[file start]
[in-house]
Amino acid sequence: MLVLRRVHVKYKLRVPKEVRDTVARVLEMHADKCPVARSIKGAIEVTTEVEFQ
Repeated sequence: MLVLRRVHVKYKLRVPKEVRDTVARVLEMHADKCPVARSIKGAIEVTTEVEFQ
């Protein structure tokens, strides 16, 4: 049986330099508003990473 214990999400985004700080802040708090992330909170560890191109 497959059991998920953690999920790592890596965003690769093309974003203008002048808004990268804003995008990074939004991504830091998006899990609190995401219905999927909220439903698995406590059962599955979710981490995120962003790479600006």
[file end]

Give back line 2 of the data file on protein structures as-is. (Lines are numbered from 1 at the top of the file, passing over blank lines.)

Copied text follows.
Amino acid sequence: MLVLRRVHVKYKLRVPKEVRDTVARVLEMHADKCPVARSIKGAIEVTTEVEFQ